Bowler Thomas Yong

Relearning the sport after losing eyesight

Thomas Yong, who is blind, bowls with the help of a guide rail.
Thomas Yong, who is blind, bowls with the help of a guide rail.ST PHOTO: LAU FOOK KONG

The intense stare and the steady gaze kept on the pins are key elements as one approaches the lane before launching the ball. The line of sight is crucial in ensuring that coveted strike in bowling.

Bowler Thomas Yong, 61, could not agree more - but he lost his vision entirely at the age of 22 after a bomb explosion in the army.

He had bowled while he still had his sight but 13 years ago, he had to learn the sport all over again.

He said: "It was mentally and psychologically challenging to start bowling after I lost my sight. Initially, it was quite frustrating and demoralising because I thought I was aiming it straight and I did not expect it to head down into the gutter.

"But I told myself, bowling is me against myself. What we can control, we'll control. So when I feel that I can change something, I take action and make it happen."

HOW HE DID IT

Bowling is me against myself. What we can control, we'll control. So when I feel that I can change something, I take action and make it happen.

THOMAS YONG

One of the oldest athletes to represent the Republic at the upcoming Asean Para Games, this will be the second time he is representing Singapore at the Para Games. The retiree is determined to win more honours after clinching a gold and a silver at the 2011 Asean Para Games in Solo, Indonesia.

As a Para Games bowler, Yong relies on a guide rail aligned to the left gutter, which he stands next to before rolling the ball down the lane.

While he was initially frustrated when he first bowled with a guide rail, Yong started to strike down the pins through help from his coach and by having a mental picture of the lanes.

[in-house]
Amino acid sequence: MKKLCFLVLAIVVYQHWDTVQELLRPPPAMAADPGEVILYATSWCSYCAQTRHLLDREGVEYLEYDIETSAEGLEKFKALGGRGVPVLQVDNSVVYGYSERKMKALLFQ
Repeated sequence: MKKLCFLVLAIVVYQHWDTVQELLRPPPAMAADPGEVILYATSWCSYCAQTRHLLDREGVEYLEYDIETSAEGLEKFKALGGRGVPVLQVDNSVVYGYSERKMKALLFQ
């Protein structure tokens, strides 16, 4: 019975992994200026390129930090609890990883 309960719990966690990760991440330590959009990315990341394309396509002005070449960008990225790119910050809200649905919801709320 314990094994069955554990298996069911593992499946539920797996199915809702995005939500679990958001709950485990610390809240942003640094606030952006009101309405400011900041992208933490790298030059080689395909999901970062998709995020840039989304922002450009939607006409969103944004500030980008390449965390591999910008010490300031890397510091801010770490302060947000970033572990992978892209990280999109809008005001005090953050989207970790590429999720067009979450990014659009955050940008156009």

"My coach will stand beside me to tell me which pins are left standing and give me a rough picture on how to bowl, such as where to aim," he explained.  

"But most of the time, I'll roughly know what to do and how to shift my body position - whether to keep my shoulders slightly opened, closed or perpendicular to the lane. It requires a lot of practice."

Through such sheer dedication and determination, he progressed from striking just one out of the 10 pins to average scores of 120.

He trains five times a week and builds muscle strength through gym workouts. And he feels that his age helps, saying: "Bowling is more of a mental sport, so age is not a disadvantage. One becomes more mellow and clear-headed as one matures.

"Before, nobody would have believed that blind people could take part in these sports. Those who don't know will probably be surprised that despite the difficulties, para athletes can still perform at such a high level."

A version of this article appeared in the print edition of The Sunday Times on September 06, 2015, with the headline 'Relearning the sport after losing eyesight'. Print Edition | Subscribe